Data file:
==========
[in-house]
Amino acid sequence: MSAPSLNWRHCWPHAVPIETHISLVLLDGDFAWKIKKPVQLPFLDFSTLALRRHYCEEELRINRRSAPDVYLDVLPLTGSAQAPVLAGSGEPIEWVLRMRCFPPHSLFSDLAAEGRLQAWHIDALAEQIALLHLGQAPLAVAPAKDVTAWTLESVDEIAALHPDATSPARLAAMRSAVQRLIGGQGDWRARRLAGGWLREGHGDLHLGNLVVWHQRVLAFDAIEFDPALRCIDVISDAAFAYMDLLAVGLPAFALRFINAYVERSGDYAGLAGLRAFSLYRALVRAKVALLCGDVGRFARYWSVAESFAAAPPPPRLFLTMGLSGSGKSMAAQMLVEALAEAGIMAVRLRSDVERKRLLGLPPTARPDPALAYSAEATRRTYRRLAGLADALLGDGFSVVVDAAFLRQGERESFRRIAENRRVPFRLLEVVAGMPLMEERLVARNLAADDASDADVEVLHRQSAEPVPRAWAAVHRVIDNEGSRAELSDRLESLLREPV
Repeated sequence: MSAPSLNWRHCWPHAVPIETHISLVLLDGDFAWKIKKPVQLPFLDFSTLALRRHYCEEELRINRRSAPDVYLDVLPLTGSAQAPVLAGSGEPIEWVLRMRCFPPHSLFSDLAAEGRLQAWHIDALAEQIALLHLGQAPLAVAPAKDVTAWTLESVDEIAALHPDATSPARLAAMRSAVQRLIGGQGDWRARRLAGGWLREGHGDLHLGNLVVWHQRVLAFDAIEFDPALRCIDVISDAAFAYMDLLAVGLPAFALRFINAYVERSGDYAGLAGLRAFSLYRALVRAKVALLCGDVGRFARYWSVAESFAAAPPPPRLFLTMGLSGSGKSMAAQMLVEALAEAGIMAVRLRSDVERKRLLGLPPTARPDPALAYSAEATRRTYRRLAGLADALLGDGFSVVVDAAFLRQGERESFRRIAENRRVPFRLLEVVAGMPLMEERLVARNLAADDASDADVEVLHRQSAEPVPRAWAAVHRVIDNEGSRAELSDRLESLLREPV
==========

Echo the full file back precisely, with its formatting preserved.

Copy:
[in-house]
Amino acid sequence: MSAPSLNWRHCWPHAVPIETHISLVLLDGDFAWKIKKPVQLPFLDFSTLALRRHYCEEELRINRRSAPDVYLDVLPLTGSAQAPVLAGSGEPIEWVLRMRCFPPHSLFSDLAAEGRLQAWHIDALAEQIALLHLGQAPLAVAPAKDVTAWTLESVDEIAALHPDATSPARLAAMRSAVQRLIGGQGDWRARRLAGGWLREGHGDLHLGNLVVWHQRVLAFDAIEFDPALRCIDVISDAAFAYMDLLAVGLPAFALRFINAYVERSGDYAGLAGLRAFSLYRALVRAKVALLCGDVGRFARYWSVAESFAAAPPPPRLFLTMGLSGSGKSMAAQMLVEALAEAGIMAVRLRSDVERKRLLGLPPTARPDPALAYSAEATRRTYRRLAGLADALLGDGFSVVVDAAFLRQGERESFRRIAENRRVPFRLLEVVAGMPLMEERLVARNLAADDASDADVEVLHRQSAEPVPRAWAAVHRVIDNEGSRAELSDRLESLLREPV
Repeated sequence: MSAPSLNWRHCWPHAVPIETHISLVLLDGDFAWKIKKPVQLPFLDFSTLALRRHYCEEELRINRRSAPDVYLDVLPLTGSAQAPVLAGSGEPIEWVLRMRCFPPHSLFSDLAAEGRLQAWHIDALAEQIALLHLGQAPLAVAPAKDVTAWTLESVDEIAALHPDATSPARLAAMRSAVQRLIGGQGDWRARRLAGGWLREGHGDLHLGNLVVWHQRVLAFDAIEFDPALRCIDVISDAAFAYMDLLAVGLPAFALRFINAYVERSGDYAGLAGLRAFSLYRALVRAKVALLCGDVGRFARYWSVAESFAAAPPPPRLFLTMGLSGSGKSMAAQMLVEALAEAGIMAVRLRSDVERKRLLGLPPTARPDPALAYSAEATRRTYRRLAGLADALLGDGFSVVVDAAFLRQGERESFRRIAENRRVPFRLLEVVAGMPLMEERLVARNLAADDASDADVEVLHRQSAEPVPRAWAAVHRVIDNEGSRAELSDRLESLLREPV